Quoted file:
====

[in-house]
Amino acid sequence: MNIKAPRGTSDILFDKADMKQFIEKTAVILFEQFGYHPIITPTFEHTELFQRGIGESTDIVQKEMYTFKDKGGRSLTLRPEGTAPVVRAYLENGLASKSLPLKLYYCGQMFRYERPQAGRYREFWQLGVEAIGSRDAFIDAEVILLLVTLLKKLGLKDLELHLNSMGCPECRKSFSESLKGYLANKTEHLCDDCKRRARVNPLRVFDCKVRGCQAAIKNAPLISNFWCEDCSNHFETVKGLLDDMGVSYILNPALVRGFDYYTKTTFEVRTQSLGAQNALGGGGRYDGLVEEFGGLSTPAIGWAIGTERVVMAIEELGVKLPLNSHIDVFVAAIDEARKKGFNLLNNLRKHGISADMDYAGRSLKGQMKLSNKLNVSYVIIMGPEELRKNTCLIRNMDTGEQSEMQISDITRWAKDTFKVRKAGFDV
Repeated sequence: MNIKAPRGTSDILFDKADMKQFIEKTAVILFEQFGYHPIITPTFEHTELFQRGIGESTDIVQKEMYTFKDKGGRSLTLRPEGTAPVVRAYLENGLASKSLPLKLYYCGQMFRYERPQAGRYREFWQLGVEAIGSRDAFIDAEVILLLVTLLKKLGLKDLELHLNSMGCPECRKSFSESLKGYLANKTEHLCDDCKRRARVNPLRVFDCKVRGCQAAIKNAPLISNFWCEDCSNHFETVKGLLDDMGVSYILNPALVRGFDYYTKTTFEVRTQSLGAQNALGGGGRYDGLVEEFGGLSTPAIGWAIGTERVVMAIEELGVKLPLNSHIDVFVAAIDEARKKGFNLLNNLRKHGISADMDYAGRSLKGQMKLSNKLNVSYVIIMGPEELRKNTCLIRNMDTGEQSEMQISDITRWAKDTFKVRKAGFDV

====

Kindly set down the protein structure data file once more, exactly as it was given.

[in-house]
Amino acid sequence: MNIKAPRGTSDILFDKADMKQFIEKTAVILFEQFGYHPIITPTFEHTELFQRGIGESTDIVQKEMYTFKDKGGRSLTLRPEGTAPVVRAYLENGLASKSLPLKLYYCGQMFRYERPQAGRYREFWQLGVEAIGSRDAFIDAEVILLLVTLLKKLGLKDLELHLNSMGCPECRKSFSESLKGYLANKTEHLCDDCKRRARVNPLRVFDCKVRGCQAAIKNAPLISNFWCEDCSNHFETVKGLLDDMGVSYILNPALVRGFDYYTKTTFEVRTQSLGAQNALGGGGRYDGLVEEFGGLSTPAIGWAIGTERVVMAIEELGVKLPLNSHIDVFVAAIDEARKKGFNLLNNLRKHGISADMDYAGRSLKGQMKLSNKLNVSYVIIMGPEELRKNTCLIRNMDTGEQSEMQISDITRWAKDTFKVRKAGFDV
Repeated sequence: MNIKAPRGTSDILFDKADMKQFIEKTAVILFEQFGYHPIITPTFEHTELFQRGIGESTDIVQKEMYTFKDKGGRSLTLRPEGTAPVVRAYLENGLASKSLPLKLYYCGQMFRYERPQAGRYREFWQLGVEAIGSRDAFIDAEVILLLVTLLKKLGLKDLELHLNSMGCPECRKSFSESLKGYLANKTEHLCDDCKRRARVNPLRVFDCKVRGCQAAIKNAPLISNFWCEDCSNHFETVKGLLDDMGVSYILNPALVRGFDYYTKTTFEVRTQSLGAQNALGGGGRYDGLVEEFGGLSTPAIGWAIGTERVVMAIEELGVKLPLNSHIDVFVAAIDEARKKGFNLLNNLRKHGISADMDYAGRSLKGQMKLSNKLNVSYVIIMGPEELRKNTCLIRNMDTGEQSEMQISDITRWAKDTFKVRKAGFDV